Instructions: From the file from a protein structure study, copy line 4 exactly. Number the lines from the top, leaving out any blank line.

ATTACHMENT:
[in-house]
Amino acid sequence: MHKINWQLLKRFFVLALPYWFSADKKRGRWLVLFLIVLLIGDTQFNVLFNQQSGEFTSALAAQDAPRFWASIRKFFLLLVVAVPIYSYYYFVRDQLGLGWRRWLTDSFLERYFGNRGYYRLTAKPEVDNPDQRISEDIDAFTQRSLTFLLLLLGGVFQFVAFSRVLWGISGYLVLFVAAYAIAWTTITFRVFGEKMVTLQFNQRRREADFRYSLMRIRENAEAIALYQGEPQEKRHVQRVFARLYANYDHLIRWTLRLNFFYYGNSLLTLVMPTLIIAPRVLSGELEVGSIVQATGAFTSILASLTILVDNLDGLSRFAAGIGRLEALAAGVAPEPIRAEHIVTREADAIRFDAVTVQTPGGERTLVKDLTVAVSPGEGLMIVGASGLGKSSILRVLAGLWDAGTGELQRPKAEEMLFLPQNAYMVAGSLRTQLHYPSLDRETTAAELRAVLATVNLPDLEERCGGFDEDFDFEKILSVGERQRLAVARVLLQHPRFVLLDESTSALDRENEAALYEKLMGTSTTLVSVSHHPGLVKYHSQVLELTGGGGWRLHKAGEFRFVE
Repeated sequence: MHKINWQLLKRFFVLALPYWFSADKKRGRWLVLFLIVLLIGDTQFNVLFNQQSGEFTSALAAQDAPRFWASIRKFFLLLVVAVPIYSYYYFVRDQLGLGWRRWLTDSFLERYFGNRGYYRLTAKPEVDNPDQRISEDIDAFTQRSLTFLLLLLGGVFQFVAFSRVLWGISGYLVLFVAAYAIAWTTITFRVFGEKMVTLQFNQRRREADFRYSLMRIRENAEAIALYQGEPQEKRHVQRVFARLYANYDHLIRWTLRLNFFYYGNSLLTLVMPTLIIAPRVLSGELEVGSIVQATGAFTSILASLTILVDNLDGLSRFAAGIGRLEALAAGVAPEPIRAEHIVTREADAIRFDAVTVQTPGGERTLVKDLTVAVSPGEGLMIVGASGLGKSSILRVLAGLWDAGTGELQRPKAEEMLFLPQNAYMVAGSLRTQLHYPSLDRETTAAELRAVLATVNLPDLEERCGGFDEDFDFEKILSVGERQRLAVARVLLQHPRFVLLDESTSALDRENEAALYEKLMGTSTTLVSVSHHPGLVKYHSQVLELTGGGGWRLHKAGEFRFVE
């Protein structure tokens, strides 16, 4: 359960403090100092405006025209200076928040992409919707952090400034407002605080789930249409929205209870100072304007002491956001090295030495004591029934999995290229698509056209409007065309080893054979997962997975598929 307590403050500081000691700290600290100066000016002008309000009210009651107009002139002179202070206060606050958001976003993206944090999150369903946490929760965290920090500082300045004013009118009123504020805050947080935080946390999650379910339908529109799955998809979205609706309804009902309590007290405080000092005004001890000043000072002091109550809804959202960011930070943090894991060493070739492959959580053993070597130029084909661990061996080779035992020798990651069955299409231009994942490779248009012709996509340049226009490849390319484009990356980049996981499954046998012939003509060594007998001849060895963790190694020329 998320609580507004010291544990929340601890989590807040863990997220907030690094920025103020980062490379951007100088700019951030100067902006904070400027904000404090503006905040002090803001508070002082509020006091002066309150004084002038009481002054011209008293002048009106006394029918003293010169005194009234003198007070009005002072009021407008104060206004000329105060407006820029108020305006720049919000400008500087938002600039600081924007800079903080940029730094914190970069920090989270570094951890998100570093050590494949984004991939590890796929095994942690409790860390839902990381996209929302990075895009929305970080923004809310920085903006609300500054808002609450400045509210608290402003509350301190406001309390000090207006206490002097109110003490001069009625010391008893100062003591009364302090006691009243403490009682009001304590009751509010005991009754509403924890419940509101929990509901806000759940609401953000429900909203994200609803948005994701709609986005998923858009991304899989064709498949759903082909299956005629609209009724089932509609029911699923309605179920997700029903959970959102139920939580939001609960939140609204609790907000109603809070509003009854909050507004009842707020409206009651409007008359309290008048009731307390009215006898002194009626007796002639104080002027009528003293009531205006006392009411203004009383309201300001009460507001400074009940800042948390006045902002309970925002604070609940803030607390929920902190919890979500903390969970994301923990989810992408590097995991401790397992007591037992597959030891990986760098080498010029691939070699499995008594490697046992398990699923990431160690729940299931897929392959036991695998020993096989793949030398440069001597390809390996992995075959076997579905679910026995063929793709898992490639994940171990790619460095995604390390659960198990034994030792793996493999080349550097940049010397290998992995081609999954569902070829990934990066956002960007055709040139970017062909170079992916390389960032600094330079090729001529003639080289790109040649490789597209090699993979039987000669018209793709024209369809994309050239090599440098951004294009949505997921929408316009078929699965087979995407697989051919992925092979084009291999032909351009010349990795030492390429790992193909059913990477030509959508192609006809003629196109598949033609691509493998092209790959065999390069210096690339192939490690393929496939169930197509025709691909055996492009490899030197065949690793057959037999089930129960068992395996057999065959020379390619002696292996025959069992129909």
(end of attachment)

């Protein structure tokens, strides 16, 4: 359960403090100092405006025209200076928040992409919707952090400034407002605080789930249409929205209870100072304007002491956001090295030495004591029934999995290229698509056209409007065309080893054979997962997975598929 307590403050500081000691700290600290100066000016002008309000009210009651107009002139002179202070206060606050958001976003993206944090999150369903946490929760965290920090500082300045004013009118009123504020805050947080935080946390999650379910339908529109799955998809979205609706309804009902309590007290405080000092005004001890000043000072002091109550809804959202960011930070943090894991060493070739492959959580053993070597130029084909661990061996080779035992020798990651069955299409231009994942490779248009012709996509340049226009490849390319484009990356980049996981499954046998012939003509060594007998001849060895963790190694020329 998320609580507004010291544990929340601890989590807040863990997220907030690094920025103020980062490379951007100088700019951030100067902006904070400027904000404090503006905040002090803001508070002082509020006091002066309150004084002038009481002054011209008293002048009106006394029918003293010169005194009234003198007070009005002072009021407008104060206004000329105060407006820029108020305006720049919000400008500087938002600039600081924007800079903080940029730094914190970069920090989270570094951890998100570093050590494949984004991939590890796929095994942690409790860390839902990381996209929302990075895009929305970080923004809310920085903006609300500054808002609450400045509210608290402003509350301190406001309390000090207006206490002097109110003490001069009625010391008893100062003591009364302090006691009243403490009682009001304590009751509010005991009754509403924890419940509101929990509901806000759940609401953000429900909203994200609803948005994701709609986005998923858009991304899989064709498949759903082909299956005629609209009724089932509609029911699923309605179920997700029903959970959102139920939580939001609960939140609204609790907000109603809070509003009854909050507004009842707020409206009651409007008359309290008048009731307390009215006898002194009626007796002639104080002027009528003293009531205006006392009411203004009383309201300001009460507001400074009940800042948390006045902002309970925002604070609940803030607390929920902190919890979500903390969970994301923990989810992408590097995991401790397992007591037992597959030891990986760098080498010029691939070699499995008594490697046992398990699923990431160690729940299931897929392959036991695998020993096989793949030398440069001597390809390996992995075959076997579905679910026995063929793709898992490639994940171990790619460095995604390390659960198990034994030792793996493999080349550097940049010397290998992995081609999954569902070829990934990066956002960007055709040139970017062909170079992916390389960032600094330079090729001529003639080289790109040649490789597209090699993979039987000669018209793709024209369809994309050239090599440098951004294009949505997921929408316009078929699965087979995407697989051919992925092979084009291999032909351009010349990795030492390429790992193909059913990477030509959508192609006809003629196109598949033609691509493998092209790959065999390069210096690339192939490690393929496939169930197509025709691909055996492009490899030197065949690793057959037999089930129960068992395996057999065959020379390619002696292996025959069992129909």